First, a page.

Good News from Woodley Process

RoadwayWithBikeLane.jpgWhat is shown in this photograph? It is a roadway in our community with a bicycle lane.

Why is this of interest? Due to MN Statute 160.263

How does this relate to the Woodley Process? Bruce Anderson cited this statute during Monday night’s Council discussion on that topic.

Why is is good news? According to MN Stat. 160.263, Subd. 5, “the governing body of any political subdivision, by resolution or ordinance and without an engineering or traffic investigation, may designate a safe speed for any street or highway under its authority upon which it has established a bicycle lane; provided that such safe speed shall not be lower than 25 miles per hour”.

What should we do next? Work to get the speed on the downtown section of Highway 3, between St. Olaf Avenue and 5th Street, reduced from 30 miles per hour to 25 miles per hour.

Why would we want to reduce the speed? According to a study cited by the National Highway Traffic Safety Administration, “5 percent of pedestrians struck at 20 mph will die, compared with 45 percent at 30 mph, and 85 percent at 40 mph”.

What is the likelihood that our City Council will take action on this matter? Wow, your guess is as good as mine.

7 thoughts on “Good News from Woodley Process”

  1. Ross, Steve Clark was the one who informed me of this law. When we presented this to the county and city regarding Woodley St./CSAH 28, they said that the county has “authority” over Woodley and decides whether or not to lower the speed limit. So presumably the state has authority on Hwy 3?

    Or could the authority be construed as being a joint authority? Who gets to say? It would be good to get clarification on this from the state and/or a lawyer.

    Thanks for the info on speed of motor vehicles and injury to pedestrians. That is important to consider.

    Also important: the amount of time one has to cross the street or highway. It is not enough on Highway 3! I haven’t timed it but I’ve walked it numerous times and felt that a slower person – consider an elderly person – would not want to risk it. It would also be better to have those pedestrian signals that tell you how many seconds you have to cross.

    As a long-term goal, we might also consider what Steve Clark said of Hwy 3: look into a 4-to-3-lane conversion to make this highway less of an obstacle in our community. Apparently this can still accommodate a large amount of traffic if done right.

  2. Ross, the statute in question authorizes speed limit reductions for any “street or highway under its authority.” I have a feeling that MnDOT and the state of Minnesota would trump the City of Northfield on Highway 3,when it comes to the issue of “authority,” although I’m not sure.

    In the case of Woodley Street, it seems clear that Rice County would have the authority to lower the speed limit (Woodley is County State Aid Highway 28). I spoke at length with Steve Clark, Walking and Bicycling Program Manager at Transit for Livable Communities (www.tlcminnesota.org) yesterday, and he reported unequivocally that counties in the Metro area have taken this action on similar county highways. Clark administers the federally funded $21.5 million Non-Motorized Transportation Pilot Project in the Metro area, and knows whereof he speaks…

  3. Bruce:

    Sometimes my optimism shocks me. I’m thinking that perhaps the City of Northfield and MNDoT might find a compromise.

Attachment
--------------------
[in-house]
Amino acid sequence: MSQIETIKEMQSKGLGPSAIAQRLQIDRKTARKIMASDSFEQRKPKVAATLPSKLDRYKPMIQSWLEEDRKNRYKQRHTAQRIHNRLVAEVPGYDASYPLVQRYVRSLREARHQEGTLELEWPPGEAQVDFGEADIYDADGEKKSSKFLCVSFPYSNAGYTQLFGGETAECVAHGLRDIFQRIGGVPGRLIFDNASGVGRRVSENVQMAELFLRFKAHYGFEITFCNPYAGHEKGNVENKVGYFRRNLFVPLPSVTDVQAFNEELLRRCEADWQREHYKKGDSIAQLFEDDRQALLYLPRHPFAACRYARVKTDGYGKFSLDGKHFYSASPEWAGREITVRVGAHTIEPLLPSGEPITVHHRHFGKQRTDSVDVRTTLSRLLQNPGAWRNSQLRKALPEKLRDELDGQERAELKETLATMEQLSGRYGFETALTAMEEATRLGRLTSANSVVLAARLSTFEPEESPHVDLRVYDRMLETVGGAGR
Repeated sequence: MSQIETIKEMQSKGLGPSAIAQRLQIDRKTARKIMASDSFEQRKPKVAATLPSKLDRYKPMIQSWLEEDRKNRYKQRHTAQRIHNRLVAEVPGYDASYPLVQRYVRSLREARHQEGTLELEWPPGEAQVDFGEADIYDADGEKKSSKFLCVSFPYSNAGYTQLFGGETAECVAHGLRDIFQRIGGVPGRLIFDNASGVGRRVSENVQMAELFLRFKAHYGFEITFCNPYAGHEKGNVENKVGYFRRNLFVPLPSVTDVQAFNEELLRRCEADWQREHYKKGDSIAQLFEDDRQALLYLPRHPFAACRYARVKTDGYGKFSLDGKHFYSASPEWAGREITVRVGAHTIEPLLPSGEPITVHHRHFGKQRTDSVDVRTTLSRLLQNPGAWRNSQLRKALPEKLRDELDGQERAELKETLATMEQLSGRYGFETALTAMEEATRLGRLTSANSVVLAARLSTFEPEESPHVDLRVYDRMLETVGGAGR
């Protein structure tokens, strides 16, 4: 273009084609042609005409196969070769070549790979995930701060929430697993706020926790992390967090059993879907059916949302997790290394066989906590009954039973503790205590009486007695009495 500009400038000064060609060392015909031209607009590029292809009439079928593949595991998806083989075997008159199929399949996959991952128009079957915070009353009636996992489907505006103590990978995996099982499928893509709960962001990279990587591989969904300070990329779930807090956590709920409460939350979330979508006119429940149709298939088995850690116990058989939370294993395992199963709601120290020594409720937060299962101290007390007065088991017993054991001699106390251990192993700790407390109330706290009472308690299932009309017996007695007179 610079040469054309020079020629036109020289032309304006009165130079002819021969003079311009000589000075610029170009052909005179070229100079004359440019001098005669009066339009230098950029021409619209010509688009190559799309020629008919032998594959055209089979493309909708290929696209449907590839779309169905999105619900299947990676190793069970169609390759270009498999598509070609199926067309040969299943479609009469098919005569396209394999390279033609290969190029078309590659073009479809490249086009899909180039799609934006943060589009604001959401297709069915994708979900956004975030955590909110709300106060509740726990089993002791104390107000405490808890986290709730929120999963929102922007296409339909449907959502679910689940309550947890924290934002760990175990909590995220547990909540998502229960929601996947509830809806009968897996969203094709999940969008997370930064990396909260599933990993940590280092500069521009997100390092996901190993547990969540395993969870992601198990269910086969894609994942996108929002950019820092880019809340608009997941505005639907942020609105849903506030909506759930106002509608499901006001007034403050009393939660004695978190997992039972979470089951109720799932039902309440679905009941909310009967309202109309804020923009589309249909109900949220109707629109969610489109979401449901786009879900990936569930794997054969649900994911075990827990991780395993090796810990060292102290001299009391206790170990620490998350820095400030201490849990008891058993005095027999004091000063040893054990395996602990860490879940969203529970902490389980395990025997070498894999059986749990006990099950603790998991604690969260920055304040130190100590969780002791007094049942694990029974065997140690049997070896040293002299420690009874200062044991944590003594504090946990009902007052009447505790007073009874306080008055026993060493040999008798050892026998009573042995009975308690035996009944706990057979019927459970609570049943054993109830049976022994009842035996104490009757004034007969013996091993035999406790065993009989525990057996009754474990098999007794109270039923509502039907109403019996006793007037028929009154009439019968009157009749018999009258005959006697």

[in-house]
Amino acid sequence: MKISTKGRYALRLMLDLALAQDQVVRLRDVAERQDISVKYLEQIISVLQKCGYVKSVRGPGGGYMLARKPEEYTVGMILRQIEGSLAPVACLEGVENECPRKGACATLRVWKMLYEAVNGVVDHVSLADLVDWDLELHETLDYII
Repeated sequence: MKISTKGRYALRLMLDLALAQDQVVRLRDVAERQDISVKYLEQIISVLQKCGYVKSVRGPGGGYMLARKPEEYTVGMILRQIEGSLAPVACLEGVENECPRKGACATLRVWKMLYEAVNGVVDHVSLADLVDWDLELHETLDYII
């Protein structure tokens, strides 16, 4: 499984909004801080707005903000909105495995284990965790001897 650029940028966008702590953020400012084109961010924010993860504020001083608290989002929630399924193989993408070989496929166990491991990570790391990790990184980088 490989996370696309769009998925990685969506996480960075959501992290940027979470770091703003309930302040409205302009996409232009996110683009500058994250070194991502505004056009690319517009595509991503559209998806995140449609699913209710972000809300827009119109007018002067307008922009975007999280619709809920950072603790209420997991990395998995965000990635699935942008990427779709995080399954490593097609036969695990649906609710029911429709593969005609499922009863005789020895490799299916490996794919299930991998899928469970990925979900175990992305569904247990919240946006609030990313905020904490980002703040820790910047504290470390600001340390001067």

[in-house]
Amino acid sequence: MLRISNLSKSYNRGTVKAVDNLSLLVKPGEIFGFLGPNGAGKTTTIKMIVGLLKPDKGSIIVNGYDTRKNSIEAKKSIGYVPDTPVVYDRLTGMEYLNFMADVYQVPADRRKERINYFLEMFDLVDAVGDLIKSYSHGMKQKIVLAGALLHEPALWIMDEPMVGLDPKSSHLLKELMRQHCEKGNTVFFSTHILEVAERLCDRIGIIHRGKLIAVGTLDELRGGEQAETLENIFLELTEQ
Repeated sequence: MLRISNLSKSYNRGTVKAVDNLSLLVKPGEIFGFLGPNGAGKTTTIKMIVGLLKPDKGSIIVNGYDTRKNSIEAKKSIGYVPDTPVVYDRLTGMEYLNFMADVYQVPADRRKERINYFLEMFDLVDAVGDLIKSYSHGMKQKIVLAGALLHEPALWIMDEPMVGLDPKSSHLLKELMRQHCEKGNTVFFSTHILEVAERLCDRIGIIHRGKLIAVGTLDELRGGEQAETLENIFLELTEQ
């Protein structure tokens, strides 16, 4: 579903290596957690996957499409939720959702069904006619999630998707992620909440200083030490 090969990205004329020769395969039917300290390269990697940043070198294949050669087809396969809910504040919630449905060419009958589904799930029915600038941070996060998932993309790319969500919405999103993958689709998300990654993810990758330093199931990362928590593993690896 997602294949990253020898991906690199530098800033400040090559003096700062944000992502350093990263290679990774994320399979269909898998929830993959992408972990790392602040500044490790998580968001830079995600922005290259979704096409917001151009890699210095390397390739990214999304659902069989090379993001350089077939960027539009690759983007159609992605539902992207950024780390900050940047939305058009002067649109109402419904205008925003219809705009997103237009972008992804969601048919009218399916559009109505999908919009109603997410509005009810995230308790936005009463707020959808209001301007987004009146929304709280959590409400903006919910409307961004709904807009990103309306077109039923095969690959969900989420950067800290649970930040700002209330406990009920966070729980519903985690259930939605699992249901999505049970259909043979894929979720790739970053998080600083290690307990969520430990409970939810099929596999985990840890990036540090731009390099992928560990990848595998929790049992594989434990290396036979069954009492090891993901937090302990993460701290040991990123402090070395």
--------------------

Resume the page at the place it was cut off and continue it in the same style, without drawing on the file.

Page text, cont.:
When we, the NDDC, Dixon Bond, Jim Pokorney, Lee Lansing, and Ray Cox, met with several representatives of MNDoT many moons ago, they made it very clear that unless two or three people were killed crossing Highway 3 (and none of us wish for that occurrence), they would not install a traffic light at 3rd Street and Highway 3. (They did indicate that if the City of Northfield was willing to pay for a traffic signal, they’d probably allow it.)

    Therefore, since two different Mayor’s Task Forces ten years apart (one chaired by the late, great Jeff Amerman and one chaired by myself) have called for a traffic light at that intersection, I’m thinking that because a five mile per hour reduction in the speed would apparently reduce the fatality percentage from 45 to something like 25, that such a speed reduction would be a significant step that the two government entities could achieve through a collaborative effort.

    Yes, the weekend approaches, and I’m probably way too optimistic.

    Ross

  4. Ross, I’ll take your optimism any day over a curse. Perhaps even sound reasoning might work. Although sometimes that to can be in short supply.

  5. Ross,
    As much as a reduced speed limit would be great for cyclists and pedestrians anywhere, does anyone actually use that bicycle lane?

    If I’m thinking about it properly, the lane kind of weaves in and out of existence and involves cars and semis crossing it whenever they need to get into a turn lane. And there’s no reason you’d want to ride on it: the lane doesn’t run far enough north or south to get you near any businesses that are on Hwy 3 nor is it a good option for getting around town, since you could simply go west to Linden Street or east to Division for a much more pleasant ride.

  6. I’ve become more of a fan of the Hwy 3 bike lanes than I used to be. They DO get used, and I use them myself occasionally. I haven’t read up on bike lane design very much yet, but the design of these lanes seems better than those on Jefferson Parkway and elsewhere in town: i.e, they are a consistent, standard width and they are integrated better with motor vehicle right turn lanes. I think they’re supposed to disappear when crossing turn lanes, though perhaps they should be dotted lines where motor vehicles are supposed to cross them to turn right.

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